IDEA 5: Sometimes local realities trump global expectations. This idea is targeted to folks outside of the wedding business, but one thing kept resonating as we met with event professionals and watched UK media. And that’s that this wedding wasn’t going to live up to its hype—probably intentionally—because the royal family was keenly aware that the primary concern of the people was the sluggish economy. Don’t get me wrong; this wedding was the perfect picture of pomp and circumstance, with all of the traditional landmarks one would expect. But everything felt subdued, even underwhelming by the U.S. media standards. The entire concept was common, approachable, accessible and available. William and Kate got married like their friends do—a chapel wedding, a dinner, and a party—granted, in a palace with
heads of state surrounding them, but the overall experience was geared toward the common people. Specific action was taken to make this event as accessible to the masses through social and new media. Prior to the wedding, a very “normal” engagement photo of the couple was circulated; the night before the wedding, Prince William stepped out of his house to talk with guests camped outside making sure they were warm and thanking them for coming. Even the fact that Prince William drove Kate from the palace in a car with “Just Married” decor made this wedding feel both authentic but also quite regular. And all of the details—the dress, the flowers, the plants in the church, the wedding cakes crafted by a supermarket baker and a mass-production cookie company—said anyone could have this wedding.
Like any organization staging a meeting circa 2009, the perception of spending too much or showing off seemed a no-no, regardless of how extravagant the brand may be or, in this case, remarkably rare the wedding of a future king of England is. Therefore as an industry we can take this opportunity to recognize that sometimes, no matter what tradition or past history dictates or what the competition is doing or what we think the brand should be, internal politics or local realities may trump our expectations for the event our clients needs us to create.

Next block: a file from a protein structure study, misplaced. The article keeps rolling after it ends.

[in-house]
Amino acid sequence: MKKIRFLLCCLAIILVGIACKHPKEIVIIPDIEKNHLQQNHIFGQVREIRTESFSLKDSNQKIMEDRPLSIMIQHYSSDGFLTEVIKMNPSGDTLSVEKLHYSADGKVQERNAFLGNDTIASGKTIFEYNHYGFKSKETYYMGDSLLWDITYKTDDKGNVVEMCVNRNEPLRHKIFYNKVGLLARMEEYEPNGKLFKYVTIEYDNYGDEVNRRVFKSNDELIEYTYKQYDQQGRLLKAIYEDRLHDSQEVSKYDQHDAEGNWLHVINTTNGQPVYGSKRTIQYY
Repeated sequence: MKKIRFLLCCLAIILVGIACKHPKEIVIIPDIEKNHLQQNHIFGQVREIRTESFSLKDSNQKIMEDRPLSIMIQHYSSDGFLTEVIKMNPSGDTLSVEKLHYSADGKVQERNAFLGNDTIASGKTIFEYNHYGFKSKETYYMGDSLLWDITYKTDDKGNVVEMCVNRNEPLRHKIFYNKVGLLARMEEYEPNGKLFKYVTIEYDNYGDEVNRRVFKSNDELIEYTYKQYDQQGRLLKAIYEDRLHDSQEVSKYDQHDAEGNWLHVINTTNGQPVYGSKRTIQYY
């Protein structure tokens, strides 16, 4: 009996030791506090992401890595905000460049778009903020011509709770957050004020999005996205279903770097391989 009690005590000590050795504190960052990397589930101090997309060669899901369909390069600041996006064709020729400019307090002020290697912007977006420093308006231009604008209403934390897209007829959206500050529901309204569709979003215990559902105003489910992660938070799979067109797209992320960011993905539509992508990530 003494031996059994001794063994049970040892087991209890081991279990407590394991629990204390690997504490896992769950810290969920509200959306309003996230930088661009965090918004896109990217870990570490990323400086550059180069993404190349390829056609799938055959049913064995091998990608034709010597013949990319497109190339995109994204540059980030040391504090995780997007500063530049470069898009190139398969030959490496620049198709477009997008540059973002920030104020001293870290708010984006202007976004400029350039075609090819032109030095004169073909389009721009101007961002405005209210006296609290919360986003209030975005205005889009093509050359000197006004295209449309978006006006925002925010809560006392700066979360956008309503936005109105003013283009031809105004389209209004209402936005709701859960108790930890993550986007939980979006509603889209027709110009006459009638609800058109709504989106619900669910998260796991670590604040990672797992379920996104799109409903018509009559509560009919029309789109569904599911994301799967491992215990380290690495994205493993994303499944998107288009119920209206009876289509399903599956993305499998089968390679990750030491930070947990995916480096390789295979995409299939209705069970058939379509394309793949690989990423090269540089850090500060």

My final thought is that the entire experience was a wonderful refresher on why I bother being in the event business. I often think that, in the middle of client meetings, and planning and staging an event, it is very easy to lose sight of what it is like to be in the audience; what we forget just how powerful an experience an event can be. Standing there across the street from Westminster Abbey, and sharing this moment with a community of several thousands on the street and millions or even a billion more through media—is moving. Something exhilarating creeps up and overcomes you as the crowd swells, moves, waits, cheers, listens, becomes captivated and chants and cheers, and you can’t help but give yourself over to it and participate. I remember the swells of people in Grant Park the night President Obama was elected, and the crowds gathering the streets of Egypt or Tunisia, or the memorials for the earthquakes in Haiti, Chile, or Japan. These historic moments are defined by the crowds who bear witness to them. Just like a gathering in a park for the Fourth of July or congregating in a convention center for a corporate meeting. The job of the event is to capitalize on the energy of the crowd and propel it towards some purpose. And the craft of design is the creation and definition of space for that community to have that experience.